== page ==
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Yamile Jackson needed a way to comfort her premature infant in the NICU when she couldn't be with him at the hospital. She founded The Zaky, which is a pediatric bolster that simulates a parent's warmth, weight, and touch and provides positioning to support musculoskeletal development.
Four children have died in the past month. Not just any four children, but four children that have the same rare disorder as my son. And that scares me. Our children's lives have an early expiration date.
Because as a nurse in the intensive care unit, I've learned -- while I'm relatively young, I possess an old soul -- that nothing in this life is promised. We have no guarantee. We cannot push off what we crave today unto tomorrow, because there is no certainty that tomorrow may come.
Tube feeds and turkey. Sepsis and stuffing. Code blues and "thank you's" and teamwork and tears. I am a holiday warrior -- I am an ICU nurse. Even when my feet are sore and my belly is hungry -- every holiday, every shift -- my heart is full.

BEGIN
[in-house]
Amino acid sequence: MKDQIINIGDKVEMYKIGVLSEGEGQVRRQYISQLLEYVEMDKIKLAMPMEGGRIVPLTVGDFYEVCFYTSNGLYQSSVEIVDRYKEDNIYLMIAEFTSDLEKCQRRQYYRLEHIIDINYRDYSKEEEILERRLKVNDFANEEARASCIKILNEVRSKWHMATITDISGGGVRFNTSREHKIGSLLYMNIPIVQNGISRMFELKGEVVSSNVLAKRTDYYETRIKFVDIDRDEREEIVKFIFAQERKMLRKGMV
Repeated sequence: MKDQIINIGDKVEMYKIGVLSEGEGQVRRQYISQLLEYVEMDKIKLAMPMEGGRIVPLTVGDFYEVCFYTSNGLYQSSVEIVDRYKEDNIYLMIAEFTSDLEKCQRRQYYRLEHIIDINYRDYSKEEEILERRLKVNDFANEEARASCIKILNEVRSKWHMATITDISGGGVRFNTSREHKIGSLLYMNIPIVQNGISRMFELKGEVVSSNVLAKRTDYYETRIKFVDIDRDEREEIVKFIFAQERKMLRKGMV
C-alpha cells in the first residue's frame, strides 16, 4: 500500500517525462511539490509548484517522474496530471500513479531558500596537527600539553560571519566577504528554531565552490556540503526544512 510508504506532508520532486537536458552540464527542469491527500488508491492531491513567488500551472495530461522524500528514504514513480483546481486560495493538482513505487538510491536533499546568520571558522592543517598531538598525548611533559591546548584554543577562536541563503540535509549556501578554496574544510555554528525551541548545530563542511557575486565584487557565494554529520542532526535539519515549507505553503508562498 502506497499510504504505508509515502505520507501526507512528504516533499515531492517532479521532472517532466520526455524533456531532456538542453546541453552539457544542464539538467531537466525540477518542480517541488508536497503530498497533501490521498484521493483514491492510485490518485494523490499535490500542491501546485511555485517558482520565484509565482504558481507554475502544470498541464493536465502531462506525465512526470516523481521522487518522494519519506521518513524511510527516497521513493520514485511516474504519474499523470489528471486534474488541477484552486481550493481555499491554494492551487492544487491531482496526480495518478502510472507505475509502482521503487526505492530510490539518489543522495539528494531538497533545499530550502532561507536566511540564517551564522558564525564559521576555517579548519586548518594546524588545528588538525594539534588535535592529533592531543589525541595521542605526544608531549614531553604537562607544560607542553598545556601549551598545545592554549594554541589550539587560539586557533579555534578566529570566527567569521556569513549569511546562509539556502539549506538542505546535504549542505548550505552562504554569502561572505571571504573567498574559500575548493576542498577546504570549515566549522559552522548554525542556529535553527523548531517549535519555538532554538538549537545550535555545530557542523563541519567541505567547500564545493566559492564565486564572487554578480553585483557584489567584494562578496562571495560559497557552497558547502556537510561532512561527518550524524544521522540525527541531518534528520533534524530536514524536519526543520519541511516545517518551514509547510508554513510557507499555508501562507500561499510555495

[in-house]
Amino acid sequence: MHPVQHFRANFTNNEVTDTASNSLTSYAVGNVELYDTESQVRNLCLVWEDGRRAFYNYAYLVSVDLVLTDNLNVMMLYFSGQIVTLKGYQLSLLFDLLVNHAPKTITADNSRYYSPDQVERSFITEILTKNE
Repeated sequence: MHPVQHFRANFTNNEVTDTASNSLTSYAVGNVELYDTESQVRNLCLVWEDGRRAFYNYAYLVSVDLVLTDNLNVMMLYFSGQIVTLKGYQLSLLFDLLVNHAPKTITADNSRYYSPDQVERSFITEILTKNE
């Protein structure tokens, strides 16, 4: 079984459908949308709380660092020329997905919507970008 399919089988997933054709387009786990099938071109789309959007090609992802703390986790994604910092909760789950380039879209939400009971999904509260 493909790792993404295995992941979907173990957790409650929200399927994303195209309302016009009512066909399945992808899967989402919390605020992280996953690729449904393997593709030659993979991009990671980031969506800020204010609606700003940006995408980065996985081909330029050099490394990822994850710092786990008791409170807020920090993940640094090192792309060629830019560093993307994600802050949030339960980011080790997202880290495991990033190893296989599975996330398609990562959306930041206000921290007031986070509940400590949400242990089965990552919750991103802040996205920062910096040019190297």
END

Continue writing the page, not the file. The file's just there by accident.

Some people love us. Some people hate us. I can promise you that you do not want to be a patient in my unit. If you are then that means you're really sick. But I can also promise you that if you end up here you will get stellar care by a team of the best health care providers available.
Today I am feeling quietly concerned but calm. Yesterday I was motivated to overcome the challenge at hand. Tomorrow? Who knows. Every single day will be punctuated by a different emotion, a different version of the woman who I am.
I will never be the same. I border on crazy. I'm slightly irrational. I'm absolutely neurotic. I'm completely invested. I'm a woman. I'm a wife. I'm a daughter. I'm a friend. But through it all, I am unapologetically a nurse.
The Affordable Care Act of 2010 is one of the most impressive changes to our healthcare system since the introduction of Medicare in 1965. But Sarah Palin's "death panel" hysteria forced President Obama to remove a crucial piece of his original proposal, rendering it less effective.
Despite all that bile, the dilemmas portrayed in Shaw's 1906 play might inform some thinking about how we distribute decontamination equipment and intensive-care teams; how we allocate protective gear, bio-containment facilities, isolation rooms, and life-saving vaccines.